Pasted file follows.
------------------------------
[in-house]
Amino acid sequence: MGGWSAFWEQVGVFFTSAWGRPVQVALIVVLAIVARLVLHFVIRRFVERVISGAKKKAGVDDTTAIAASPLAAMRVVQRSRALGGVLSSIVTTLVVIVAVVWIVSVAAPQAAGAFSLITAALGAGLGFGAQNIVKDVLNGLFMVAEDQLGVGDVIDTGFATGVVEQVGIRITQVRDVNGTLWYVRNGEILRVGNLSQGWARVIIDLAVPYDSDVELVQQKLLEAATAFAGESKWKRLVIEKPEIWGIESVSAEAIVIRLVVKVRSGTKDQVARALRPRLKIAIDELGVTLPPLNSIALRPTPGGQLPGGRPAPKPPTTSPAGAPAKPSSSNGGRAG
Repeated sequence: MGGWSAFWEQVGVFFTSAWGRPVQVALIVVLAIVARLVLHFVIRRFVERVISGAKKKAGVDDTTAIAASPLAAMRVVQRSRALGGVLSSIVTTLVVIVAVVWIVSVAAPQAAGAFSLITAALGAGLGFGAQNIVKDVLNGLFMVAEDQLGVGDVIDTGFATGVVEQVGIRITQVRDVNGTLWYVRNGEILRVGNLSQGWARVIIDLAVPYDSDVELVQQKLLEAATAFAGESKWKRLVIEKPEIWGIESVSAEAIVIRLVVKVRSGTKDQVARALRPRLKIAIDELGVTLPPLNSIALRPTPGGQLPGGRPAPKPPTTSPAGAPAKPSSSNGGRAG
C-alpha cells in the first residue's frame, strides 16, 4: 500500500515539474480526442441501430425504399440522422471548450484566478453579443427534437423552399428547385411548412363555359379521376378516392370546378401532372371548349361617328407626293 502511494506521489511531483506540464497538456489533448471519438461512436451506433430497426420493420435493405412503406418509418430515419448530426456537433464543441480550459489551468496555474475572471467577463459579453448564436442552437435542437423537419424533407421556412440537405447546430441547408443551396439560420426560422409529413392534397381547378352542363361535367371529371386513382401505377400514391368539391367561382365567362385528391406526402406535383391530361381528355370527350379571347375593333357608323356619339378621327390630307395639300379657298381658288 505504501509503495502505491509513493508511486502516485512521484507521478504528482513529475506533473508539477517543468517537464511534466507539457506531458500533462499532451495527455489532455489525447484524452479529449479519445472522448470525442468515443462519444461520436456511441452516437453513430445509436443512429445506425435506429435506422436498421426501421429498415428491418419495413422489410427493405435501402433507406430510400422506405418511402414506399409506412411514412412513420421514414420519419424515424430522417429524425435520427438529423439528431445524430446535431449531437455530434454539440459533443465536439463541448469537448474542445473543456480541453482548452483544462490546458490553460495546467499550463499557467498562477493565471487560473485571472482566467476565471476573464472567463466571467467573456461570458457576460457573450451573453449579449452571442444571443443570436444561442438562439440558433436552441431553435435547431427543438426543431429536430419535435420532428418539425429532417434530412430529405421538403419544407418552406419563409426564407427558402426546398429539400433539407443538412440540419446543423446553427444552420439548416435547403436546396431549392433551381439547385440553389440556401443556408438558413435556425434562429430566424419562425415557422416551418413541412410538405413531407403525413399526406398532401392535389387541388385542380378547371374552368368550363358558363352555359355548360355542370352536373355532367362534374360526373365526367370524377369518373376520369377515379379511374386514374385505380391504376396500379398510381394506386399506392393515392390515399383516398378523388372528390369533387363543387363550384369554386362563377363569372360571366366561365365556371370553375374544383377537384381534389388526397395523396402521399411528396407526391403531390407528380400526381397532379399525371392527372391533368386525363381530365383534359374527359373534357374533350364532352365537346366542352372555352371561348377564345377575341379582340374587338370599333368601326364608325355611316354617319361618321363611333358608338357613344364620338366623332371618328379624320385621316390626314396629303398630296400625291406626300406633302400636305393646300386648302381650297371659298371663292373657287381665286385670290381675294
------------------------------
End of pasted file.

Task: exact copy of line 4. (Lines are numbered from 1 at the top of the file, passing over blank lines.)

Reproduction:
C-alpha cells in the first residue's frame, strides 16, 4: 500500500515539474480526442441501430425504399440522422471548450484566478453579443427534437423552399428547385411548412363555359379521376378516392370546378401532372371548349361617328407626293 502511494506521489511531483506540464497538456489533448471519438461512436451506433430497426420493420435493405412503406418509418430515419448530426456537433464543441480550459489551468496555474475572471467577463459579453448564436442552437435542437423537419424533407421556412440537405447546430441547408443551396439560420426560422409529413392534397381547378352542363361535367371529371386513382401505377400514391368539391367561382365567362385528391406526402406535383391530361381528355370527350379571347375593333357608323356619339378621327390630307395639300379657298381658288 505504501509503495502505491509513493508511486502516485512521484507521478504528482513529475506533473508539477517543468517537464511534466507539457506531458500533462499532451495527455489532455489525447484524452479529449479519445472522448470525442468515443462519444461520436456511441452516437453513430445509436443512429445506425435506429435506422436498421426501421429498415428491418419495413422489410427493405435501402433507406430510400422506405418511402414506399409506412411514412412513420421514414420519419424515424430522417429524425435520427438529423439528431445524430446535431449531437455530434454539440459533443465536439463541448469537448474542445473543456480541453482548452483544462490546458490553460495546467499550463499557467498562477493565471487560473485571472482566467476565471476573464472567463466571467467573456461570458457576460457573450451573453449579449452571442444571443443570436444561442438562439440558433436552441431553435435547431427543438426543431429536430419535435420532428418539425429532417434530412430529405421538403419544407418552406419563409426564407427558402426546398429539400433539407443538412440540419446543423446553427444552420439548416435547403436546396431549392433551381439547385440553389440556401443556408438558413435556425434562429430566424419562425415557422416551418413541412410538405413531407403525413399526406398532401392535389387541388385542380378547371374552368368550363358558363352555359355548360355542370352536373355532367362534374360526373365526367370524377369518373376520369377515379379511374386514374385505380391504376396500379398510381394506386399506392393515392390515399383516398378523388372528390369533387363543387363550384369554386362563377363569372360571366366561365365556371370553375374544383377537384381534389388526397395523396402521399411528396407526391403531390407528380400526381397532379399525371392527372391533368386525363381530365383534359374527359373534357374533350364532352365537346366542352372555352371561348377564345377575341379582340374587338370599333368601326364608325355611316354617319361618321363611333358608338357613344364620338366623332371618328379624320385621316390626314396629303398630296400625291406626300406633302400636305393646300386648302381650297371659298371663292373657287381665286385670290381675294